|Received:||11/28/2004 2:24:04 PM|
|Subject:||Trade Regulation Rule on Telemarketing Sales|
|Title:||Notice of Proposed Rulemaking, Request for Comment|
|CFR Citation:||16 CFR Part 310|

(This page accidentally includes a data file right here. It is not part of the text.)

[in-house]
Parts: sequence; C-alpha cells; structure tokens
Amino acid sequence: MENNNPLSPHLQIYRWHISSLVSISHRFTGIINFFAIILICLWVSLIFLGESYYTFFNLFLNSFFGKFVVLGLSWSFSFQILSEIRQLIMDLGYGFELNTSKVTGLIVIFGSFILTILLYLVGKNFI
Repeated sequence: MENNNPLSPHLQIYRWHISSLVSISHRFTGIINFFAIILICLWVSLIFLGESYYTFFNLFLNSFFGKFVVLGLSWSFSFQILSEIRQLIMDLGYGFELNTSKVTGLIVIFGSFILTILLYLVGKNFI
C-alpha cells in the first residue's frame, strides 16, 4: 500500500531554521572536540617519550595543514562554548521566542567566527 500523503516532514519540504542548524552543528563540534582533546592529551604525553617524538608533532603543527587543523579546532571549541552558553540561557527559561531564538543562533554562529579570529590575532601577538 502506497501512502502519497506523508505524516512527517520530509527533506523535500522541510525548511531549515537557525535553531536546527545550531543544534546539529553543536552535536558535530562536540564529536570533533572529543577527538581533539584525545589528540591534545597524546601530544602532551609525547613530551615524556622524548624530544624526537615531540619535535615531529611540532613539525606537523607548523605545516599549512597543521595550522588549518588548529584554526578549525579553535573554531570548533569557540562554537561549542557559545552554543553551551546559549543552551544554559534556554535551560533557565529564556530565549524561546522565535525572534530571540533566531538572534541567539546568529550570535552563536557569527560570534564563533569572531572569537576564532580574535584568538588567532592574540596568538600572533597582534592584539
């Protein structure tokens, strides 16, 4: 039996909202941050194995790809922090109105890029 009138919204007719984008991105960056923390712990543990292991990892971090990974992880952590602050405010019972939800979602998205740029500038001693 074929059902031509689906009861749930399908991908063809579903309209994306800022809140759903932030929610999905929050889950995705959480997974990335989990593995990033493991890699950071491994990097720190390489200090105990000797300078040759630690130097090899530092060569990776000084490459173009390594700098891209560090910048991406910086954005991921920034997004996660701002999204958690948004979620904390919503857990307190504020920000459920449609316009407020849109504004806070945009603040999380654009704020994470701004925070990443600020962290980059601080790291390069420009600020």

Comments:The rules should not be changed in this way. The first portion of the amendment, regarding automated dialing and pre-recorded messages, creates an unreasonable burden on the recipient, by making it harder to "opt-out" of call lists. Where it should be as simple as saying "Please do not call me again", automation creates a burden of listening to some arbitrary set of instructions, which may include calling a new number, and may thereby create the supposed "business relationship" because the "customer" originated the call. Even if a prior business relationship did exist, it is not reasonable to assume (as this amendment would) that the recipient desires to receive any sort of mass-distributed pre-recorded advertising message, which is clearly the purpose of this amendment. If companies wish to so market under the "prior business relationship" clause, they should be required to do it on their own behalf, at the very least, not by using a third party. This would allow better updating of "do not call" information in the originating company's databases. The second proposed amendment would reduce the amount of numbers required to be abandoned over the course of time. "No more than 3 percent ... per day per campaign" results in a maximum of about 90 percent over the course of 30 days for only one campaign, and more if there are multiple campaigns being run simultaneously. The proposed amendment would would reduce this to only 3 percent over the course of 30 days, regardless of the number of campaigns. The intent of the amendment is to reduce the number of removals from the list, which essentially means the right to ignore the wishes of those who do not want to receive those calls. This is very undesirable and is not in the interest of the citizens. Indeed, it is not in the interest of the businesses either, since such repeated calls after do-not-call requests have been made will only serve to annoy those who have been called. Telephone advertising, by its immediate, demanding, and resource consuming nature, places an unreasonable portion of the burden of communication on the recipient, which is different from almost all other forms of advertising. From a purely practical perspective, this form of advertising ties up the use of the telephone line and recipient for the duration of the call, preventing more important calls (all calls that are not advertising are, quite obviously, more important) from being received. Therefore, this form of advertising should be severely restricted in scope. This is why the national Do-Not-Call registry is so very popular and successful. These amendments reduce the restrictions already in place, and therefore should not be approved by the Federal Trade Commission. Thank you.